Building three "Great Walls" across Tornado Alley in the US could eliminate the disasters, a physicist says.
The barriers - 300m (980ft) high and up to 100 miles long - would act like hill ranges, softening winds before twisters can form.
They would cost $16bn (£9.6bn) to build but save billions of dollars of damage each year, said Prof Rongjia Tao, of Temple University, Philadelphia.
He unveiled his idea at the American Physical Society meeting in Denver.
However critics say the idea is unworkable, and would create more problems than it solves.
Threat over 'forever'
Every year hundreds of twisters tear through communities in the great north-south corridor between the Rocky and Appalachian Mountain ranges.
The proposed walls would not shelter towns - they would not be strong enough to block a tornado in motion.
Instead, they would soften the clashing streams of hot southern and cold northern air, which form twisters in the first place, Prof Tao said.
"If we build three east-west great walls, one in North Dakota, one along the border between Kansas and Oklahoma, and the third in the south in Texas and Louisiana, we will diminish the threats in Tornado Alley forever," he said.
As evidence, he points to China - where only three tornadoes were recorded last year, compared to 803 in the US.
China too has flat plain valleys running north-south, but the difference is they are broken up by east-west hill ranges.
Although only a few hundred metres high, they are enough to take the sting out of air currents before they clash, Prof Tao believes.
Back in the US, he notes that the flat farmlands of Illinois experience wildly varying risks of twisters.
"Washington County is a tornado hotspot. But just 60 miles (100km) away is Gallatin County, where there is almost no risk," he told BBC News.
"Why? Just look at the map - at Gallatin you have the Shawnee Hills."
These act like a barrier 200-250m (820ft) high, protecting Gallatin, he says.
"We may not have east-west mountain ranges - like the Alps in Europe - we can build walls."
"We've already been doing computer simulations and next we aim to build physical models for testing [in wind tunnels]."
Rather than create an eyesore, the walls could be "attractively" designed, says Prof Tao.
He cites the Comcast skyscraper in Philadelphia - also about 300m high, and built with a reinforced glass exterior.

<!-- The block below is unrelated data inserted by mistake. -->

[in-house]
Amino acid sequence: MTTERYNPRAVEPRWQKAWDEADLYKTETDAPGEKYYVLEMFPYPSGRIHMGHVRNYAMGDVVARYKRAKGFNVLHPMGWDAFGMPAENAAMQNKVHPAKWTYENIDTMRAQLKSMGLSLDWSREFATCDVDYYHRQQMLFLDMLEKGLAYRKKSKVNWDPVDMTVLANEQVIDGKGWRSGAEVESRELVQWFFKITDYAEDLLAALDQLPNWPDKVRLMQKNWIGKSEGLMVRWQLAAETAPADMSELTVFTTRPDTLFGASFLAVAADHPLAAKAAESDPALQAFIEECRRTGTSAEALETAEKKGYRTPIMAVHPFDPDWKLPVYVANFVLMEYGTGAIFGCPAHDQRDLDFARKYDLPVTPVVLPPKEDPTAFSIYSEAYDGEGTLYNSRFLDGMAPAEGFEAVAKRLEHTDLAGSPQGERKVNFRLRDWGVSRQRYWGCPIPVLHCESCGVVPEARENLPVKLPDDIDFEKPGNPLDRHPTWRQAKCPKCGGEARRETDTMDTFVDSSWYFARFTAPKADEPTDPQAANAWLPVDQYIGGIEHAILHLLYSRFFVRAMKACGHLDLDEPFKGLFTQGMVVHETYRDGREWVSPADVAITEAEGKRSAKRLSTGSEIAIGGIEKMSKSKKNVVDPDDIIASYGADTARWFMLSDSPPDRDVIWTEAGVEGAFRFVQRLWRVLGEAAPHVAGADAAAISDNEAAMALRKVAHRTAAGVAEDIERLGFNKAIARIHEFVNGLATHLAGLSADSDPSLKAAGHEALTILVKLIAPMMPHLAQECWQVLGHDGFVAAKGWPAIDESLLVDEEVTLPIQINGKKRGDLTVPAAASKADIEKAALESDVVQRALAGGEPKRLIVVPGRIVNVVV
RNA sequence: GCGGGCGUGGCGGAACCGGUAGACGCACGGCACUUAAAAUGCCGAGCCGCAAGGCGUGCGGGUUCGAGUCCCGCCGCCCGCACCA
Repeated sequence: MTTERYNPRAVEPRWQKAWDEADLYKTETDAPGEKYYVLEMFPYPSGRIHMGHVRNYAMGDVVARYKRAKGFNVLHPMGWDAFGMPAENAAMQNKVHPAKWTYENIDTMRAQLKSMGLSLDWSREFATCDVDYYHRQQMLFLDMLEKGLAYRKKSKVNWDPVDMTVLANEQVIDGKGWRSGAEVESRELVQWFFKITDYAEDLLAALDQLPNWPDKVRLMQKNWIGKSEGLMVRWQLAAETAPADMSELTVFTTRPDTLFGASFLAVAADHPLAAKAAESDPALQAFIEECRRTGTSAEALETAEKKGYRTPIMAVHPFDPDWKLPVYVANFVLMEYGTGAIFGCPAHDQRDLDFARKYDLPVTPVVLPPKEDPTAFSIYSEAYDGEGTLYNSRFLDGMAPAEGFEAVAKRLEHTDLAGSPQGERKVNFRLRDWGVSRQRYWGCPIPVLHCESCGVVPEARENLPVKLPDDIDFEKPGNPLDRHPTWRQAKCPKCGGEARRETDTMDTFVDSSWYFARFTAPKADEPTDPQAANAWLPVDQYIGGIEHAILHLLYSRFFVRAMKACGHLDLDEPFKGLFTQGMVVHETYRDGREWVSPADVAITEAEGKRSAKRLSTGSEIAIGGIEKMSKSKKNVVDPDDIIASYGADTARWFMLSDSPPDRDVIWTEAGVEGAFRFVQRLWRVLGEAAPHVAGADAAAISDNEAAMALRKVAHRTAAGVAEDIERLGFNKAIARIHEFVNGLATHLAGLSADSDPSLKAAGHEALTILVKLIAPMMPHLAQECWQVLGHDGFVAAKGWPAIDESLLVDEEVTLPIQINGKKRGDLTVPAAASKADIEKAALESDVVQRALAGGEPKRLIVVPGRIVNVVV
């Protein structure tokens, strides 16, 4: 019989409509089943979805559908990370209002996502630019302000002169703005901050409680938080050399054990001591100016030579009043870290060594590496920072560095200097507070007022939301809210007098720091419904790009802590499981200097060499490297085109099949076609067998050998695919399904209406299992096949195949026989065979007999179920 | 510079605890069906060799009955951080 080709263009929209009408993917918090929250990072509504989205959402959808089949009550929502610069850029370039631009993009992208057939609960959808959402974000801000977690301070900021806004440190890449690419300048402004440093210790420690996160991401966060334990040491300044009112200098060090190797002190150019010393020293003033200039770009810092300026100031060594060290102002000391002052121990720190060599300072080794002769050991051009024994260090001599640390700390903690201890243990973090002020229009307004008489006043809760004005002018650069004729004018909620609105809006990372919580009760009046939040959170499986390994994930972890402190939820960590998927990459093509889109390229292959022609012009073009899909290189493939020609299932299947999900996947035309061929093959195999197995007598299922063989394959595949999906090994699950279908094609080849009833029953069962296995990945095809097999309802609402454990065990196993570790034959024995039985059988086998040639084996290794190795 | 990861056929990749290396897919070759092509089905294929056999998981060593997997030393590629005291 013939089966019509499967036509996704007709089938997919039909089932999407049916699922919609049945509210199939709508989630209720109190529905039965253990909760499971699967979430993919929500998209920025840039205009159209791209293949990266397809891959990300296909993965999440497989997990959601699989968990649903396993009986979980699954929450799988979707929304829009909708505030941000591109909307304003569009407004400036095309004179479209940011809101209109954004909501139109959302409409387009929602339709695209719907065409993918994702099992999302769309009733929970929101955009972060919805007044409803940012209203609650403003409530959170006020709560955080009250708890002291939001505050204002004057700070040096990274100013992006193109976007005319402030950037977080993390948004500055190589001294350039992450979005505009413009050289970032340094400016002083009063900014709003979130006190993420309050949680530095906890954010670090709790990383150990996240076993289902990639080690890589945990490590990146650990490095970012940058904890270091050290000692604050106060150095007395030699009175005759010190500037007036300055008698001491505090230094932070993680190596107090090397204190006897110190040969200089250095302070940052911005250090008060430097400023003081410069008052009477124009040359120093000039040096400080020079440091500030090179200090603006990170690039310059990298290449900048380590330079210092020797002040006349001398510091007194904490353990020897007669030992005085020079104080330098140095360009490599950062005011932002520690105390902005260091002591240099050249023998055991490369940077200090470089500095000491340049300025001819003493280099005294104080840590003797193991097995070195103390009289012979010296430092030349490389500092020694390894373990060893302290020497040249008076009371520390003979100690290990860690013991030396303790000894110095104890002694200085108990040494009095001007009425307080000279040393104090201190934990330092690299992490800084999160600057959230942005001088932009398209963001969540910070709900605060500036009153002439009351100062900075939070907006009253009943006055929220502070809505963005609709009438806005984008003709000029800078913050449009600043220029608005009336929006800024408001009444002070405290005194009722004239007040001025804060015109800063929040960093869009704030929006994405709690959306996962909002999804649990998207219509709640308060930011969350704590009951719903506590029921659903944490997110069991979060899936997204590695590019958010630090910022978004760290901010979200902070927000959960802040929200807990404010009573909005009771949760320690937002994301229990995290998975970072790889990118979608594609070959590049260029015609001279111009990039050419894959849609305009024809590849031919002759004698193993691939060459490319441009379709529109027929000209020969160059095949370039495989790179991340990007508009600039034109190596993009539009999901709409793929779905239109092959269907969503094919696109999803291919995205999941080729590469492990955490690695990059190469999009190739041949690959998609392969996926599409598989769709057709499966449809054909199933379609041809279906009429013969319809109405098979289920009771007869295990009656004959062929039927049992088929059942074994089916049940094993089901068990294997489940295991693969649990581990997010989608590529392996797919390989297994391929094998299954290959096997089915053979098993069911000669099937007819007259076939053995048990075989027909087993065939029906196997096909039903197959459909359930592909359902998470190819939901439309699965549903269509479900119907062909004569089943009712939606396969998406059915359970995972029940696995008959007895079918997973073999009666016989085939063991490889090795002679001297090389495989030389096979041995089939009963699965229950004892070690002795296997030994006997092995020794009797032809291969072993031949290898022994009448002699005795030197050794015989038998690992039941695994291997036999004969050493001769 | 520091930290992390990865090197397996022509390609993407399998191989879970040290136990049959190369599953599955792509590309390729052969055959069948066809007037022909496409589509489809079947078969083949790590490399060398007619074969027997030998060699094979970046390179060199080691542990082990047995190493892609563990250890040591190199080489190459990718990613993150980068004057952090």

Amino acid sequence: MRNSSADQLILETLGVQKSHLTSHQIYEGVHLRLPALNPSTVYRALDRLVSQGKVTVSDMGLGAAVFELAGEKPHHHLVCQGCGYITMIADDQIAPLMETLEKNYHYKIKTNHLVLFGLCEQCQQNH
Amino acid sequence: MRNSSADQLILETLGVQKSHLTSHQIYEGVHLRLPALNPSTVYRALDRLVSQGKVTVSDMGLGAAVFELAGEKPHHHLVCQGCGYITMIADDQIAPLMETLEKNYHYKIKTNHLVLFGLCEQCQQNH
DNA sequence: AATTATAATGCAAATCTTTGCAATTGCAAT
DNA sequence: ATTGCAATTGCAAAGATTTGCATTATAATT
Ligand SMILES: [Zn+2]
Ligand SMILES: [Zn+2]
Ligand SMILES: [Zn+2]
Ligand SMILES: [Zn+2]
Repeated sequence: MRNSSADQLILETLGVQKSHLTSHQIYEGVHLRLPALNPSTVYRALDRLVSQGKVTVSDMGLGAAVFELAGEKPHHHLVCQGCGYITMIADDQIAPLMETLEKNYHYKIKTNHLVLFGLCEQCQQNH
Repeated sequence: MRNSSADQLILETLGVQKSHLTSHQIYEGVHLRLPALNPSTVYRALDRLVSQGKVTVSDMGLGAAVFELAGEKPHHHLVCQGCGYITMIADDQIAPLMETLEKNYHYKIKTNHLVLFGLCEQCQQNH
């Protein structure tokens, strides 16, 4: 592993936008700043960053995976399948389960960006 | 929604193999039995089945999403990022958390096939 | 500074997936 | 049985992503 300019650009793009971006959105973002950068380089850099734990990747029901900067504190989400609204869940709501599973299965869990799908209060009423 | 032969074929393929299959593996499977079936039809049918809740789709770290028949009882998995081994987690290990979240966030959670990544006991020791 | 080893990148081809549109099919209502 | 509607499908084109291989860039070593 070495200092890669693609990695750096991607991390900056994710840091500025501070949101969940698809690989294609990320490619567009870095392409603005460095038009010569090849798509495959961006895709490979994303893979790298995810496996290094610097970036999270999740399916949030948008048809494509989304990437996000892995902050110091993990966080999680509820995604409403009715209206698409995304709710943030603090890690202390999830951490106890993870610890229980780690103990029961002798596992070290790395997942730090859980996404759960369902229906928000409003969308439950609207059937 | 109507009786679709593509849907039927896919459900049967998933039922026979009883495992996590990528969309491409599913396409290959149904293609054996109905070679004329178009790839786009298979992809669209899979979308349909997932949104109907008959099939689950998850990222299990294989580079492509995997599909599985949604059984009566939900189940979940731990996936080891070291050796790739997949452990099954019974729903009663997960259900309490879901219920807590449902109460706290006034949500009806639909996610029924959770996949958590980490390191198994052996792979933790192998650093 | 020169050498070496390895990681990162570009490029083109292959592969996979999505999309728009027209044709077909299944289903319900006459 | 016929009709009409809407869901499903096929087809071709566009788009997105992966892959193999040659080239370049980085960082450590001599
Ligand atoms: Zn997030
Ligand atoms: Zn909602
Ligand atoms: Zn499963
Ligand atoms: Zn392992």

"Our tornado wall could even be built of glass too. It could be a beautiful landmark," he told BBC News.
"I spoke to some architects and they said it's possible. It would take a few years to finish the walls but we could build them in stages."
Prof Tao has yet to approach government or environmental agencies with his scheme, but the reaction from meteorologists has been highly sceptical.
Harold Brooks, of the National Severe Storms Laboratory, said the great walls "simply wouldn't work".
He told USA Today that tornadoes still occur in parts of Oklahoma, Arkansas and Missouri despite east-west hill ranges similar in size to Prof Tao's proposed barriers.
Another leading tornado expert, Prof Joshua Wurman of the Center for Severe Weather Research, was equally dismissive of Prof Tao's proposal.
"Everybody I know is of 100% agreement - this is a poorly conceived idea," he told BBC News.
"From what I can gather his concept of how tornadoes form is fundamentally flawed. Meteorologists cringe when they hear about 'clashing hot and cold air'. It's a lot more complicated than that."
Though much of the blame does lie with warm air rushing north from the Gulf of Mexico, stopping it would be nigh on impossible, Prof Wurman says.
"Perhaps if he built his barrier on the scale of the Alps - 2,000-3,000m (9,800ft) high, it would disrupt it," he says.
"But clearly that would also cause a drastic change in climate."
And there lies the real crux of the problem, says Prof Wurman. Any geoengineering scheme powerful enough to eliminate tornadoes would also by definition have catastrophic side effects.
"The cure could be worse than the disease," he told BBC News.
"So the solution to tornadoes is not trying to get rid of them.
"It's better predictions and warnings so people can get out of way. Better homes. Better shelters."
He added: "Don't get me wrong, I'm open to new ideas. I consider myself an out-of-the-box thinker. But just because an idea is heretical, doesn't mean it's a good one."